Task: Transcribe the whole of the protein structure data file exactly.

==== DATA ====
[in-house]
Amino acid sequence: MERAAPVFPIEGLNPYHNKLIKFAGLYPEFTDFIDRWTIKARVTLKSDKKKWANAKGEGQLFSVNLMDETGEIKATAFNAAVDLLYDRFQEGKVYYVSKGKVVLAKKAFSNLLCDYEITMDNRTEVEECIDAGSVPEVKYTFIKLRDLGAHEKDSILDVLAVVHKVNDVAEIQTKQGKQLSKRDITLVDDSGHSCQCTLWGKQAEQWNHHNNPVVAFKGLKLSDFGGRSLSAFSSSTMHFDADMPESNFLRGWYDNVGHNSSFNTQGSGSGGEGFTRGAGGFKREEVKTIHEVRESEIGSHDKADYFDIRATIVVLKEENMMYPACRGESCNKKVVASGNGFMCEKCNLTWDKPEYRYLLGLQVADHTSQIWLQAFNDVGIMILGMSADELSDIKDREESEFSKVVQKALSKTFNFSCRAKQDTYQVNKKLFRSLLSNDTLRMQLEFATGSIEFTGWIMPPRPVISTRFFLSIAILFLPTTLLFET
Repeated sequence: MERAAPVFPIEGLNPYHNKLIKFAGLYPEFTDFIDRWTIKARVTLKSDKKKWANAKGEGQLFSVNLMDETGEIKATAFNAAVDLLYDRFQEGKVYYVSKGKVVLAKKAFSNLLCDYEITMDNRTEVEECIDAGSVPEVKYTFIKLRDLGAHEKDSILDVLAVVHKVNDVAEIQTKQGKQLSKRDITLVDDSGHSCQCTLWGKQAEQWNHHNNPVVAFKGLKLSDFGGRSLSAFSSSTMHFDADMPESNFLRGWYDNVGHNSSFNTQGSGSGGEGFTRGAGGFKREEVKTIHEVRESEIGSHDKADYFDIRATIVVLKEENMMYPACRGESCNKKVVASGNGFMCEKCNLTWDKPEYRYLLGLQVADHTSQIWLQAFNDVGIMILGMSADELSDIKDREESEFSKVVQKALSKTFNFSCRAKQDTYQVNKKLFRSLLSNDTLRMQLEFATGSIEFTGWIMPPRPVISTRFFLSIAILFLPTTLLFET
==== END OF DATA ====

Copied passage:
[in-house]
Amino acid sequence: MERAAPVFPIEGLNPYHNKLIKFAGLYPEFTDFIDRWTIKARVTLKSDKKKWANAKGEGQLFSVNLMDETGEIKATAFNAAVDLLYDRFQEGKVYYVSKGKVVLAKKAFSNLLCDYEITMDNRTEVEECIDAGSVPEVKYTFIKLRDLGAHEKDSILDVLAVVHKVNDVAEIQTKQGKQLSKRDITLVDDSGHSCQCTLWGKQAEQWNHHNNPVVAFKGLKLSDFGGRSLSAFSSSTMHFDADMPESNFLRGWYDNVGHNSSFNTQGSGSGGEGFTRGAGGFKREEVKTIHEVRESEIGSHDKADYFDIRATIVVLKEENMMYPACRGESCNKKVVASGNGFMCEKCNLTWDKPEYRYLLGLQVADHTSQIWLQAFNDVGIMILGMSADELSDIKDREESEFSKVVQKALSKTFNFSCRAKQDTYQVNKKLFRSLLSNDTLRMQLEFATGSIEFTGWIMPPRPVISTRFFLSIAILFLPTTLLFET
Repeated sequence: MERAAPVFPIEGLNPYHNKLIKFAGLYPEFTDFIDRWTIKARVTLKSDKKKWANAKGEGQLFSVNLMDETGEIKATAFNAAVDLLYDRFQEGKVYYVSKGKVVLAKKAFSNLLCDYEITMDNRTEVEECIDAGSVPEVKYTFIKLRDLGAHEKDSILDVLAVVHKVNDVAEIQTKQGKQLSKRDITLVDDSGHSCQCTLWGKQAEQWNHHNNPVVAFKGLKLSDFGGRSLSAFSSSTMHFDADMPESNFLRGWYDNVGHNSSFNTQGSGSGGEGFTRGAGGFKREEVKTIHEVRESEIGSHDKADYFDIRATIVVLKEENMMYPACRGESCNKKVVASGNGFMCEKCNLTWDKPEYRYLLGLQVADHTSQIWLQAFNDVGIMILGMSADELSDIKDREESEFSKVVQKALSKTFNFSCRAKQDTYQVNKKLFRSLLSNDTLRMQLEFATGSIEFTGWIMPPRPVISTRFFLSIAILFLPTTLLFET